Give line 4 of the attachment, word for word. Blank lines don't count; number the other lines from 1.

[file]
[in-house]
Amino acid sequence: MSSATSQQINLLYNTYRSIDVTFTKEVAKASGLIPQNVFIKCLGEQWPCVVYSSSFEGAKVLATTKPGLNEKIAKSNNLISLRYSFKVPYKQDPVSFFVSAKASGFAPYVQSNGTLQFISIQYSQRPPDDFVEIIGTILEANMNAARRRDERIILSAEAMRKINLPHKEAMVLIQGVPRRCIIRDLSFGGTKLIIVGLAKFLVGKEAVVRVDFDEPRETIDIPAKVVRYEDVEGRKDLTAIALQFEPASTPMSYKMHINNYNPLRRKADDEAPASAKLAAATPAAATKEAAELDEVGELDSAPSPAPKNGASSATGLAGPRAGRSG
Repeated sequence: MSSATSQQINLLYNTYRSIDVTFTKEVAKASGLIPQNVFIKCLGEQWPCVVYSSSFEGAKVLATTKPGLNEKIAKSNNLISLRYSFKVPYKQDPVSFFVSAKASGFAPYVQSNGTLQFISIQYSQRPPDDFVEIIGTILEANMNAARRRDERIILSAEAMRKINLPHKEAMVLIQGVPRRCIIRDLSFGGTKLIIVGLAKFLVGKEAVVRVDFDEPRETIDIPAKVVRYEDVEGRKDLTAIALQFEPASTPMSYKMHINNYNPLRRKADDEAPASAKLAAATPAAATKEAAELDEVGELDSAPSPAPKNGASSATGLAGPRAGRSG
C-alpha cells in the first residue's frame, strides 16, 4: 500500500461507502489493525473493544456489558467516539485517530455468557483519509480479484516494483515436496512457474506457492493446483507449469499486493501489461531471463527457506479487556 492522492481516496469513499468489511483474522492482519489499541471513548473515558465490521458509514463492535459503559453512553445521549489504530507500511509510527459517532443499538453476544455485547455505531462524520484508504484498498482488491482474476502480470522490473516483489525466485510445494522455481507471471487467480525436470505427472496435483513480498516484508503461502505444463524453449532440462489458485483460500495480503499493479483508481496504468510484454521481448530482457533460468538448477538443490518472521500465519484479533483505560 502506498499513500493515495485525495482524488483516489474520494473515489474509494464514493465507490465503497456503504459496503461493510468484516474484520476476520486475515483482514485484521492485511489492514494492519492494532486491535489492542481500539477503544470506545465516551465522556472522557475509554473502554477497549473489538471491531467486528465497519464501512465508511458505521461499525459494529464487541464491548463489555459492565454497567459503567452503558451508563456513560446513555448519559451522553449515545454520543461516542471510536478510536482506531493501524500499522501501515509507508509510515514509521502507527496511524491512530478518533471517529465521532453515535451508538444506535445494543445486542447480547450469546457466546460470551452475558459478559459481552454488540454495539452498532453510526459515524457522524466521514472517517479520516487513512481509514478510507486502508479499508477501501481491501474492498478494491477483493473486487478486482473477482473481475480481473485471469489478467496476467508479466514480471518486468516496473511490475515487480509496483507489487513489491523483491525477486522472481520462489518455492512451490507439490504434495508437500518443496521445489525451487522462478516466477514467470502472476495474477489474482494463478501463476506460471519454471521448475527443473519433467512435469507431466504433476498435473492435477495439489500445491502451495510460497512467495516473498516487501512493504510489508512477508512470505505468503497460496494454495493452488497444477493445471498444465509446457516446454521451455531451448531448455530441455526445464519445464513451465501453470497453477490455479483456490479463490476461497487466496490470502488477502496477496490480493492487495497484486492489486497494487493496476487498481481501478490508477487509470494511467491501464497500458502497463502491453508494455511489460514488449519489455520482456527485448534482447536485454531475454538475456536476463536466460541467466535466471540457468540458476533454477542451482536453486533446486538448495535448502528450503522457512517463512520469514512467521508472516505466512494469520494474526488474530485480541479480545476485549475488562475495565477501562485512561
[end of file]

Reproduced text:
C-alpha cells in the first residue's frame, strides 16, 4: 500500500461507502489493525473493544456489558467516539485517530455468557483519509480479484516494483515436496512457474506457492493446483507449469499486493501489461531471463527457506479487556 492522492481516496469513499468489511483474522492482519489499541471513548473515558465490521458509514463492535459503559453512553445521549489504530507500511509510527459517532443499538453476544455485547455505531462524520484508504484498498482488491482474476502480470522490473516483489525466485510445494522455481507471471487467480525436470505427472496435483513480498516484508503461502505444463524453449532440462489458485483460500495480503499493479483508481496504468510484454521481448530482457533460468538448477538443490518472521500465519484479533483505560 502506498499513500493515495485525495482524488483516489474520494473515489474509494464514493465507490465503497456503504459496503461493510468484516474484520476476520486475515483482514485484521492485511489492514494492519492494532486491535489492542481500539477503544470506545465516551465522556472522557475509554473502554477497549473489538471491531467486528465497519464501512465508511458505521461499525459494529464487541464491548463489555459492565454497567459503567452503558451508563456513560446513555448519559451522553449515545454520543461516542471510536478510536482506531493501524500499522501501515509507508509510515514509521502507527496511524491512530478518533471517529465521532453515535451508538444506535445494543445486542447480547450469546457466546460470551452475558459478559459481552454488540454495539452498532453510526459515524457522524466521514472517517479520516487513512481509514478510507486502508479499508477501501481491501474492498478494491477483493473486487478486482473477482473481475480481473485471469489478467496476467508479466514480471518486468516496473511490475515487480509496483507489487513489491523483491525477486522472481520462489518455492512451490507439490504434495508437500518443496521445489525451487522462478516466477514467470502472476495474477489474482494463478501463476506460471519454471521448475527443473519433467512435469507431466504433476498435473492435477495439489500445491502451495510460497512467495516473498516487501512493504510489508512477508512470505505468503497460496494454495493452488497444477493445471498444465509446457516446454521451455531451448531448455530441455526445464519445464513451465501453470497453477490455479483456490479463490476461497487466496490470502488477502496477496490480493492487495497484486492489486497494487493496476487498481481501478490508477487509470494511467491501464497500458502497463502491453508494455511489460514488449519489455520482456527485448534482447536485454531475454538475456536476463536466460541467466535466471540457468540458476533454477542451482536453486533446486538448495535448502528450503522457512517463512520469514512467521508472516505466512494469520494474526488474530485480541479480545476485549475488562475495565477501562485512561